What we’re telling our clients now is this: don’t wait until the moratoriums are over. Now is the time to get good deals. In a few months time, after the moratoriums are lifted, creditor attorneys will back at it. Filing lawsuits. Garnishing wages. Repossessions. When they have the power to do those things, they will raise their settlement demands. Their clients are bleeding money right now. Now is the time to settle your debt — whether it be credit card, deficiency judgments, private student loans, car loans, you name it. In 6-12 months, the economic landscape will be better, and these deals we see now, won’t be there any longer.
My first consult this week was for a former client who just learned of a bank garnishment of his joint bank account with his wife from an old Cach final judgment that he thought was vacated and dismissed. The entire account was frozen. Plus his wife’s next check couldn’t be stopped from being deposited and taken.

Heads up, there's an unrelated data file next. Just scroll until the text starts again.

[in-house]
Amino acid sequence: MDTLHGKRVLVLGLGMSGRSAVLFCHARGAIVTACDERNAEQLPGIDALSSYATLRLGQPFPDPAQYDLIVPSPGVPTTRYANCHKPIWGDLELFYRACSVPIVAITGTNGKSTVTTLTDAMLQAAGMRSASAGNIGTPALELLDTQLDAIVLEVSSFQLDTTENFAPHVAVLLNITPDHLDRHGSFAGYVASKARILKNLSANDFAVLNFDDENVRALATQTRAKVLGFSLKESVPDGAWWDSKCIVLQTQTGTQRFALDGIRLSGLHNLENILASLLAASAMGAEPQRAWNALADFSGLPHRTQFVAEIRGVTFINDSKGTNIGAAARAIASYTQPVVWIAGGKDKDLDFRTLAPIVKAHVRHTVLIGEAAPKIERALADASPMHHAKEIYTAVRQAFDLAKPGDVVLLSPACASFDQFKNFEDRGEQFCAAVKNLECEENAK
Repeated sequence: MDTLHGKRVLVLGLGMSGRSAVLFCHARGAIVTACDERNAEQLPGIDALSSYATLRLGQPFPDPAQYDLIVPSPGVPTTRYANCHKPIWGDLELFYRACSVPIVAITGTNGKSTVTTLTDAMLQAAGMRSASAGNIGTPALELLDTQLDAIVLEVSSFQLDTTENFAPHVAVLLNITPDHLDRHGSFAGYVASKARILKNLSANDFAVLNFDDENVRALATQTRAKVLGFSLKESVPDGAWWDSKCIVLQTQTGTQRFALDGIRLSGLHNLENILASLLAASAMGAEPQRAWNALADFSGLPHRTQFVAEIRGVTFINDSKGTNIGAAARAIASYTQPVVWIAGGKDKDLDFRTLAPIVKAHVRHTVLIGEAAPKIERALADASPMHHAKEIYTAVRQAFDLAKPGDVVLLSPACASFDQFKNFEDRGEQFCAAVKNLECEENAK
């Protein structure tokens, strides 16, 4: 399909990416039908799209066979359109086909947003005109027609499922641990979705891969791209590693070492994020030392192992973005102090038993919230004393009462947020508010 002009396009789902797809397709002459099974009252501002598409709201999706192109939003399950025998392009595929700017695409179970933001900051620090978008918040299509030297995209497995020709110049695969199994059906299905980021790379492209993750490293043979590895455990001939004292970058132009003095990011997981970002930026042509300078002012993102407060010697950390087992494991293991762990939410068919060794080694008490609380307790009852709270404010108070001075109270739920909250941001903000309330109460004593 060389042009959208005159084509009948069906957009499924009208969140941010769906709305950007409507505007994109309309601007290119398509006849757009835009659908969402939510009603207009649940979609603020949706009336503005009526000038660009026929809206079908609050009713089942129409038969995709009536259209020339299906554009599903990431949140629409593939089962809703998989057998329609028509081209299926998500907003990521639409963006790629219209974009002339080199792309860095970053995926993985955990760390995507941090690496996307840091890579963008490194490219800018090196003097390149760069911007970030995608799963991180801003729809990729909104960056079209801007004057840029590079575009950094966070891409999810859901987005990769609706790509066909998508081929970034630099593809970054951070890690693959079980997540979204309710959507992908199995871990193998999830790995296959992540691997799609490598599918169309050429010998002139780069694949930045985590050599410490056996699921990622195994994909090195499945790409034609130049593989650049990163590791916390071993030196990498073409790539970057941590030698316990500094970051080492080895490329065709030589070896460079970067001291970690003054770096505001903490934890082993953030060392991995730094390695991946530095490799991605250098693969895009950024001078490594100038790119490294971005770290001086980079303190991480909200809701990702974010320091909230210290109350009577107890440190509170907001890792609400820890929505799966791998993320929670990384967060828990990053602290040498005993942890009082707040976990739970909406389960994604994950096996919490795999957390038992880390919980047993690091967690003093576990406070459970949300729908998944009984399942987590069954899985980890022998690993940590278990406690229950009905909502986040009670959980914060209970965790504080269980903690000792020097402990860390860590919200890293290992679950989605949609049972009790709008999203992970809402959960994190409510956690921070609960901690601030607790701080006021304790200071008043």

How did he learn of this? When he was at the grocery store to buy food for his family in the midst of the COVID-19 crisis. After carefully avoiding everyone and loading his cart with what he could find – he walked away with nothing. He didn’t have money to pay us, but since we had been compassionate to him in the past, he thought, why not contact us, perhaps there is something we could do.
Fortunately, we were able to secure with the opposing attorney, a dissolution of the writ of garnishment and all the money in his joint bank account will be released in just a day or two. In the meantime, our client has borrowed some funds from a neighbor. This could happen to anyone — this client had no idea that this old judgment was out there, and that bank account was his emergency fund. He lost his job in Europe and had no credit cards. His wife works at a local Tampa Bay retailer and just had her hours cut. I sincerely appreciate opposing counsel who timely communicated with me in this urgent matter to get it resolved now and without the necessity of a court hearing, which could take a few weeks!